© ACEA / Gilles Martin-Raget

It seemed as if every boat berthed in the Bay Area was out on the water watching the show and the America’s Cup racing, so we naturally assumed many would call it a night in Clipper, but more left than arrived. Why more boaters don’t take advantage of Clipper Cove’s delights is a mystery. Yes, entering and exiting absolutely must be done at or near high tide (unless you draw very little) — we saw 10 feet of water at this morning’s high tide — and you need to be aware that the main "channel" is north, toward the pier, but other than that, it’s a terrific place for a weekend respite.

The Blue Angels use Clipper Cove as their turning mark.

© ACEA / Gilles Martin-Raget

And you just never know who you’ll bump into there. We saw a MacGregor 65 with a Kiwi courtesy flag flying and met up with a young trio planning a trip to South America on a Catalina 27. We even got to spend some time with one of our favorite crazy sailors, Nick Jaffe.

Readers may recall that Nick Jaffe stopped in the Bay a few years ago on his way from England to Australia on his Contessa 26 Constellation. Nick finished that trip, sold Constellation and, having been flabbergasted at the rock-bottom prices on boats in San Francisco, bought a lovely Aries 32 named Harmony. "She really the perfect boat for me right now," Nick says.

Nick Jaffe (left) and his brother Ryan will be bopping around the Bay for the next couple of weeks aboard Harmony.

© Latitude 38 Media, LLC

When he’s not starring in acclaimed documentaries, Nick runs several businesses Down Under, keeping Harmony on the hard in the Bay Area under the care of any number of friends who keep a watchful eye on her. Though he’s only here for a few weeks, Nick and his brother Ryan plan to thoroughly explore San Francisco Bay during their stay. "I’ll be back next year to take her south," Nick explains. He’ll spend two months going as far as he can before storing her till the following year, when he’ll try to make New Zealand.

But that doesn’t mean he won’t be back to the Bay. "I’ll most likely sell her eventually and come back here to find another boat, as well as see my friends," he says. "I love San Francisco Bay."

Nick made many friends in the Bay Area during his initial visit, including Adam Correa.

© Latitude 38 Media, LLC

Sometimes You’re Just Lucky

With the start of the 19th Annual ‘Don’t Stop Believing’ Baja Ha-Ha three weeks away, all 146 entries can consider themselves lucky that first night of the event coincides with a full moon. Oh baby, that’s going to be sweet! And not just on that night, but the entire 360-mile first leg to Turtle Bay. Let’s just keep our fingers crossed that there won’t be much cloud cover or fog.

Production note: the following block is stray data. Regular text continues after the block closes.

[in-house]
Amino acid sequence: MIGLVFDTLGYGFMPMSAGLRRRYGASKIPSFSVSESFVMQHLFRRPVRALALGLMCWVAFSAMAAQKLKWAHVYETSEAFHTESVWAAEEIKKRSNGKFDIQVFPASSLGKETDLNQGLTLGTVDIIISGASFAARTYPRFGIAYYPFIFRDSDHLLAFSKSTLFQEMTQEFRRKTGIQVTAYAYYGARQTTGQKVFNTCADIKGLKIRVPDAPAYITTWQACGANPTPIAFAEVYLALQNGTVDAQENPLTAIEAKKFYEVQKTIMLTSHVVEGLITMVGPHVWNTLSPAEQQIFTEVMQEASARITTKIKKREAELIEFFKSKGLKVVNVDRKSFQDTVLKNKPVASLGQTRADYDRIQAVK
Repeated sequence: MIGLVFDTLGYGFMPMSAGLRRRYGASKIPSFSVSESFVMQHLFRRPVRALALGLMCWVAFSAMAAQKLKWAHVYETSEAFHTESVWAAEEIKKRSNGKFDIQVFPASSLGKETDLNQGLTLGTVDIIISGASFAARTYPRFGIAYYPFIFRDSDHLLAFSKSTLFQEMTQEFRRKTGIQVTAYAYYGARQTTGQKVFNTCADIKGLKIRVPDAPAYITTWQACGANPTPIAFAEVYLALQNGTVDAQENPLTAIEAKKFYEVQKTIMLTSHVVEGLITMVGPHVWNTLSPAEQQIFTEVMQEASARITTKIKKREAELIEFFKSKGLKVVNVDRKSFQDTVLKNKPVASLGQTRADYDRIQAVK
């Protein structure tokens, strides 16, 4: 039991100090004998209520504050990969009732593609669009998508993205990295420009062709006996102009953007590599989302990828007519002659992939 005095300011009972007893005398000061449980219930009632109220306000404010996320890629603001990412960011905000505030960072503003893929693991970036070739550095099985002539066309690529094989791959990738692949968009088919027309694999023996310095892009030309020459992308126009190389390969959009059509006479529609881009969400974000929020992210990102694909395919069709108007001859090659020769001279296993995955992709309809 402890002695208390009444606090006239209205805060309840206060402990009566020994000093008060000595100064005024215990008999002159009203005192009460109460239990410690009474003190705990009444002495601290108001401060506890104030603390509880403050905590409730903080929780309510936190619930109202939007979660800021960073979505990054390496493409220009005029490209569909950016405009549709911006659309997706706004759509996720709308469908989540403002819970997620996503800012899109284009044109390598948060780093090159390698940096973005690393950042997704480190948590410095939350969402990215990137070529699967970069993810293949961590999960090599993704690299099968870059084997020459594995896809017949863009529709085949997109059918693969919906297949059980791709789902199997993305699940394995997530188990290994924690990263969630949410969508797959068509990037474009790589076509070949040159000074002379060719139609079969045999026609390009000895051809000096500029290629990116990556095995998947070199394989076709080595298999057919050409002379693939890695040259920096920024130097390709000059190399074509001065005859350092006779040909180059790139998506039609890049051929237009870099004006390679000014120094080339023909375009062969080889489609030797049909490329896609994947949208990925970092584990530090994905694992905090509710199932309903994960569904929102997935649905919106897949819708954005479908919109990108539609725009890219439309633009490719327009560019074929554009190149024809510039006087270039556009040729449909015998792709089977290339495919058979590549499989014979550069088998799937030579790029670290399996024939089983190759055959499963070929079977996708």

Intrepid Landing coming together, as seen from a photo taken several weeks ago from the top of Profligate’s mast by Max Maher.

© Max Maher

Some members of the Ha-Ha fleet are going to be doubly lucky in that the pre-opening of the new Intrepid Landing Marina on Shelter Island is going to allow them low prices on what might well be San Diego’s most convenient berthing. For example, San Diego Marine Exchange (chandlery) is less than 100 yards away, as is the fuel dock, Rig Works Rigging, Driscoll’s Boat Yard, and the Brigantine and Fiddler’s Green, the latter two being popular restaurants with sailors. And it’s only two blocks to the West Marine Superstore where the Ha-Ha Kick-Off Party will be held, as well as Downwind Marine, sailmakers, canvas shops, and the San Diego YC.

Because the marina — which has twelve 36-ft berths, eight 48-ft berths, and 340 feet of side-tie space — won’t officially open until just after the Ha-Ha, and because manager Mike Benedict wants to kick Intrepid Landing off with some good publicity — he’s offering one-time rates of about 75 cents/ft/week or $1/ft per night. The weekly rate is 25% less than the San Diego Police Dock, which is at the end of Shelter Island and 30 minute walk from anywhere. Once Intrepid Landing becomes fully operational, we expect that the berths will be snapped up quickly. As a result, we don’t imagine there will be much — if any — room for next year’s Ha-Ha boats.

Normally the San Diego Police Dock is full of boats at this time of year, but two major price increases seem to have cruisers staying away in droves.